The HomeOwners Alliance champions the interests of Britain’s homeowners and aspiring homeowners, providing unbiased and practical advice as well as services you can trust whether you are buying, selling or owning your home.
Telephone: 020 3397 3292
Address: 2 Stephen St, London W1T 1AN
Buying a New Home – Your Rights Explained
Buying a newly built home (a house or a flat) is a complex process and, if the quality of the home is poor, can sometimes lead to disappointment. This Guide will help you know your rights, as well as what to do if defects appear.
This guide is for you if you’re the first buyer of an off-plan new home from a developer (newly constructed, or perhaps newly converted from – or part of – an existing building). If you are a second or later buyer of your home, see the section on Second or later buyer of a newly built home.
In July 2016, a group of MPs, the All-Party Parliamentary Group for Excellence in the Built Environment, published a report into new homes: More homes, fewer complaints. The report found that, though more homes are now being built (but still not enough to meet demand), the quality of what is being built has declined.
Here is what one consumer is facing:
- Skirting boards pulling away from walls (I can fit coins in the gaps)
- Light switches left unsecured and unfitted to the wall
- Lights throughout the property flicker constantly
- Little or no sound proofing. Developer has refused to give their site specifications
- Three inches of pooling water in the back garden
- No door in the property meets fire regulations standard, despite the developer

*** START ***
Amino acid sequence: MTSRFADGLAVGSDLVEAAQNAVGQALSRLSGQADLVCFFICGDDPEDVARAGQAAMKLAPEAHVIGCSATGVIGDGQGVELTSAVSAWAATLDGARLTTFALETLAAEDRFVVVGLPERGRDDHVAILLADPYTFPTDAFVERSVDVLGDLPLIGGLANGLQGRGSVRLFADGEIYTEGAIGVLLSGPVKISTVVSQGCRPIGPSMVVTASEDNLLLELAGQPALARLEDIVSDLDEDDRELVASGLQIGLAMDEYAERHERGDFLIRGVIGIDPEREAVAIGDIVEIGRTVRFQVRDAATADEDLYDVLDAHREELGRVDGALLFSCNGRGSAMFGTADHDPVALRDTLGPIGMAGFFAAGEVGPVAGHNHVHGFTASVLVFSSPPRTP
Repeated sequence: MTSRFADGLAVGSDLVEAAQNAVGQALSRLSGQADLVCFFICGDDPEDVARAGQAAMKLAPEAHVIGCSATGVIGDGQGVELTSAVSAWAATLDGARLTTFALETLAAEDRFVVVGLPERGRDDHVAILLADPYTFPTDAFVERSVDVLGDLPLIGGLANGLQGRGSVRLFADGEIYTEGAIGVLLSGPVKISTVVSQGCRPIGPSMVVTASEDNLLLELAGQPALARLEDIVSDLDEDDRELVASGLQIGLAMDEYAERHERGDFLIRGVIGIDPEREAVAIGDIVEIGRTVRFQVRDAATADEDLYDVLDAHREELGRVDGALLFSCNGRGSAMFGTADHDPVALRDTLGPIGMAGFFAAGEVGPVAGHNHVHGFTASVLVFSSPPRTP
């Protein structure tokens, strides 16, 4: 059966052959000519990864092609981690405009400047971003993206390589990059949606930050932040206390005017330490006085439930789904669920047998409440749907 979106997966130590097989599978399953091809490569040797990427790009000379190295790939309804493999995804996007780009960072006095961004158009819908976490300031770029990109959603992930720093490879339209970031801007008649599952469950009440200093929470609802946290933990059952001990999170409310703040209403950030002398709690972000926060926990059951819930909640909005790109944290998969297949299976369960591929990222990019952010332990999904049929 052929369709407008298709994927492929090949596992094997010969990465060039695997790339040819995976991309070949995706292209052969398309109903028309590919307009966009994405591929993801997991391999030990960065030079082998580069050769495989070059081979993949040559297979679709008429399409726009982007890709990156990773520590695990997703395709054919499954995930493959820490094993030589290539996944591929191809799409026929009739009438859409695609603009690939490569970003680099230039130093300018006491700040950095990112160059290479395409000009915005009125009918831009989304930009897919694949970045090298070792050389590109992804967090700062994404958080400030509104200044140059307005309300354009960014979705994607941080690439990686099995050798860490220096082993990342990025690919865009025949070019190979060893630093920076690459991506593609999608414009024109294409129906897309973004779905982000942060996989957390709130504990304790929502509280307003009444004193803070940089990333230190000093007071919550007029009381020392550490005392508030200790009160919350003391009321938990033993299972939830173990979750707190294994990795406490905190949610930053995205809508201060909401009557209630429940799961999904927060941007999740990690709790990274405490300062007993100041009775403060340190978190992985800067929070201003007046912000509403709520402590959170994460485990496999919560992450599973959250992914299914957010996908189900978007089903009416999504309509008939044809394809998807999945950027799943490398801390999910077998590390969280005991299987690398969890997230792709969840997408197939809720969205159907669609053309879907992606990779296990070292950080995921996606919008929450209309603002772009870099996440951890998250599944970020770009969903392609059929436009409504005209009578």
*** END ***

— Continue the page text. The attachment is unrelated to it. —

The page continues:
replacing them three times.
How could situations like this be avoided, or at least reduced? The report suggests several bold measures – none yet implemented by government or industry-wide. Consumers need to be more aware of their rights and understand what they can do to protect themselves, as well as what to do when things go wrong with a new home.
Purpose of this Guide
This Guide is a step towards informing consumers where they stand. It comes from a Research Group based in the Centre of Construction Law & Dispute Resolution (part of the Dickson Poon School of Law), King’s College London, in association with HomeOwners Alliance.
It applies only to England & Wales, as both Northern Ireland and Scotland have different rules and procedures. Under devolution, Wales is starting to adopt its own building regulations for new construction projects; these differ from those in England. If your home is in Wales, make sure you are aware which regulations apply.
General guidance is no substitute for professional help on a specific situation, so please contact a skilled expert if you need detailed advice or representation. There are suggestions in this Guide about how to find such a person; or you can contact HomeOwners Alliance to help.